The evolution of media has further aided far-right parties in disseminating their ideas. They can now speak directly with their followers through social media instead of conventional channels. All parties have benefited from this dynamic, but far-right parties, who contend that the media and the establishment overlook regular people, have benefited the most. Because social media offers a direct line of communication, far-right parties are becoming more visible and influential.

The media, especially social media, plays an intermediary role in determining the resonance of far-right discourse. Far-right parties and speakers are particularly appealing to the media because they can successfully recast themselves as fresh political figures and push their central issues. These issues are often portrayed in a way that makes them appear very different from or opposed to the mainstream values and norms of the society they are addressing, which increases their appeal. Such issues are easily sensationalised as being 'alien' to the host society, which amplifies their visibility through media coverage, especially on platforms like social media.

Far-right politicians frequently use inflammatory language to describe immigrants and minority groups. Such rhetoric not only inflames public sentiment but also legitimises prejudice and discrimination. For instance, hostility to immigration has been a leitmotif of far-right discourse for many years. This discourse often frames certain groups as having cultural identities that are supposedly incompatible with liberal values. Hostility to Islam has become another critical element of far-right discourse in recent years. The most successful parties on the far right have externalised their intrinsic xenophobia, claiming that certain groups are the source of intolerance rather than acknowledging any inherent prejudice within their own ranks.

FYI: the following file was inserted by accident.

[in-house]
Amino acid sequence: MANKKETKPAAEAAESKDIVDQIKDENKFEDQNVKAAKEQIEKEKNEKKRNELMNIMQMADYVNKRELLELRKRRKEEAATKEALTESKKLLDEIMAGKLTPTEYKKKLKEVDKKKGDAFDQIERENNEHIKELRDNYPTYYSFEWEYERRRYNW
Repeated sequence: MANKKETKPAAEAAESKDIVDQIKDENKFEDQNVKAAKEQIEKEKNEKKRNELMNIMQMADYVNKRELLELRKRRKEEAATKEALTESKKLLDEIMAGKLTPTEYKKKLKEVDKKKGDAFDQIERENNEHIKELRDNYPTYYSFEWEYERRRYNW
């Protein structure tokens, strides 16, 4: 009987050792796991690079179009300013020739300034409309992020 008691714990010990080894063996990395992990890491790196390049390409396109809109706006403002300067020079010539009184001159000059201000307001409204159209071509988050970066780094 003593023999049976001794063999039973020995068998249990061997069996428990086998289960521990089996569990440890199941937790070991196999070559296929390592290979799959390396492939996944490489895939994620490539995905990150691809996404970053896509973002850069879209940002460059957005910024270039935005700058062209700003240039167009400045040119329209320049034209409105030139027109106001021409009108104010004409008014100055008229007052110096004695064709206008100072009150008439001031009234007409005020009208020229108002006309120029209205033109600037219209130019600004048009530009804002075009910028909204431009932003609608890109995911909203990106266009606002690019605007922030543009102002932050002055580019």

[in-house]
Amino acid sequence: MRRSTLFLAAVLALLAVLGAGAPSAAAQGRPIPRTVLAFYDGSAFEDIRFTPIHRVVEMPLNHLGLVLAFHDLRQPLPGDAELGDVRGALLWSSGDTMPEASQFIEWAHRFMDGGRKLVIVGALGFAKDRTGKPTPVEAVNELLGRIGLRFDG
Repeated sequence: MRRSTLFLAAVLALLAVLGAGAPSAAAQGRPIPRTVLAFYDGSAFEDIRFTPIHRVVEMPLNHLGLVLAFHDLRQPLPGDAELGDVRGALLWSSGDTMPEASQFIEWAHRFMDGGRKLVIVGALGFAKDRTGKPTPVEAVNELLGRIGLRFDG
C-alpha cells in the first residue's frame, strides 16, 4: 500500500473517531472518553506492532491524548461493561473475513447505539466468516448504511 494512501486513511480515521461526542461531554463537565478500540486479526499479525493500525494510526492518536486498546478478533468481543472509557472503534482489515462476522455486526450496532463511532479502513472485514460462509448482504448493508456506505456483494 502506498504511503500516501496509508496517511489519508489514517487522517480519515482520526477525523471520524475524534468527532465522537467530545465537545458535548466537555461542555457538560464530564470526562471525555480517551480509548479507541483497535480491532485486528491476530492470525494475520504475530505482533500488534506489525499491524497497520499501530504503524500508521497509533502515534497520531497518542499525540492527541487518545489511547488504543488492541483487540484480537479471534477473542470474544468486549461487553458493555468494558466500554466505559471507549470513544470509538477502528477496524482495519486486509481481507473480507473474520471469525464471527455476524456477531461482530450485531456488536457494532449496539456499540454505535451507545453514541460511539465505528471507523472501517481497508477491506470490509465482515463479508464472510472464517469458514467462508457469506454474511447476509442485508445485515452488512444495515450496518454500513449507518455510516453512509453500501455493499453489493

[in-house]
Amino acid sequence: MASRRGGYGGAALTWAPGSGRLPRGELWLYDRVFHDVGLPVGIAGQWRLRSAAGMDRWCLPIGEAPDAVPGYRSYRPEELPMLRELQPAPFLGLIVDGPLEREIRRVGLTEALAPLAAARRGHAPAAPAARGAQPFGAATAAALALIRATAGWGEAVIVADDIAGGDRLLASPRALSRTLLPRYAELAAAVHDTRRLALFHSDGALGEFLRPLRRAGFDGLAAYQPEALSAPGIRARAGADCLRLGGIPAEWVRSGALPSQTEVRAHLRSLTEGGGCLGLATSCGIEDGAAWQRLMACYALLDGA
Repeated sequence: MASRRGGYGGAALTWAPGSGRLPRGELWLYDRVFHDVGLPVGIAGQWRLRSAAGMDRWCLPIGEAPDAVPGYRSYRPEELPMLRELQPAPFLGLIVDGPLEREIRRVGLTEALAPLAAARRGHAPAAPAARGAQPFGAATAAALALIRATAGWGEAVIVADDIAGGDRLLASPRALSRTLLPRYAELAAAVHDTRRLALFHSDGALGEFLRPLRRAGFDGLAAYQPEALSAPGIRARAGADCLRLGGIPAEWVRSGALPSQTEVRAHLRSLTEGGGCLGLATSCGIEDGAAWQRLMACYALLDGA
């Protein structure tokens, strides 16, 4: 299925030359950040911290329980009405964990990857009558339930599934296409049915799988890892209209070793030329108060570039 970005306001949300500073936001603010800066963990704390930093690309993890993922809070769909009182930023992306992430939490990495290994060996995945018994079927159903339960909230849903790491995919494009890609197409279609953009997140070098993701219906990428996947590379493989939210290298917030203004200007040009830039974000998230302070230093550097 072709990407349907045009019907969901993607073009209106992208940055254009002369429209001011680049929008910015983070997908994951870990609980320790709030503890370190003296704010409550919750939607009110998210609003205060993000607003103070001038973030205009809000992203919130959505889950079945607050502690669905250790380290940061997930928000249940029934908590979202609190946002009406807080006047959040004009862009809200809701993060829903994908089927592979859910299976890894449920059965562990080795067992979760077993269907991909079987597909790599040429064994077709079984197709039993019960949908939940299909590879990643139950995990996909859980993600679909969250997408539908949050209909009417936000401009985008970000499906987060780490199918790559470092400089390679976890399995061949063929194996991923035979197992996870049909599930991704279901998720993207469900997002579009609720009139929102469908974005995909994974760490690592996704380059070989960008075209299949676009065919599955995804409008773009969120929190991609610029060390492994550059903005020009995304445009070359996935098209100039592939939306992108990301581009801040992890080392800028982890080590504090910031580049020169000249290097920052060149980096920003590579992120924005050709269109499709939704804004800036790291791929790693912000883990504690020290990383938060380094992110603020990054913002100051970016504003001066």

The majority of nationalist and populist movements on the right and far-right incorporate a strong anti-Islam element in their rhetoric, alongside the emergence of new forms of supranational mobilisation rooted in the theory of Europe's 'Islamisation'. These movements typically frame their discourse around several key ideas. They first express concerns over demographic changes, often portraying non-white populations from Southern countries as a perceived threat. This anxiety has evolved since the 1950s, coinciding with Europe's industrial growth and the widening gap in living standards. Furthermore, the growing visibility and institutionalisation of Muslim communities in Europe are used as evidence of an intentional strategy of invasion and cultural replacement. Developments such as the construction of mosques, cultural centres, and the expansion of Halal markets are viewed through this lens rather than as expressions of religious freedom and integration.

The nationalist movements use Islamophobic rhetoric to position themselves as defenders of European progress and civilisation. They argue that Islam poses a threat to values such as women's rights, secularism, and LGBTQ+ rights, which they claim to protect from what they perceive as an antithetical force. The narrative of Islam's perceived incompatibility with European values has become a rallying point for nationalist movements, shaping public discourse and political agendas across the continent.

According to recent analyses 

  • In Italy, far-right parties have seen their vote share increase from around 30% in 2013 to nearly 40% in the latest elections.
  • Spain has witnessed a rise in far-right populist support, with their share of votes nearly doubling from 13% in 2015 to 25% in 2019.
  • In the Netherlands, right-leaning populist parties garnered approximately 16% of the vote in the 2021 elections, a significant increase over the past decade.
  • In Hungary, the ruling far-right party secured a supermajority in recent elections, while in Poland, the dominant far-right party increased its vote share fourfold from 2001 to 2019.

These statistics highlight the growing influence of far-right movements across Europe, driven by economic, social, and political factors as explained above.

Consequences for Human Rights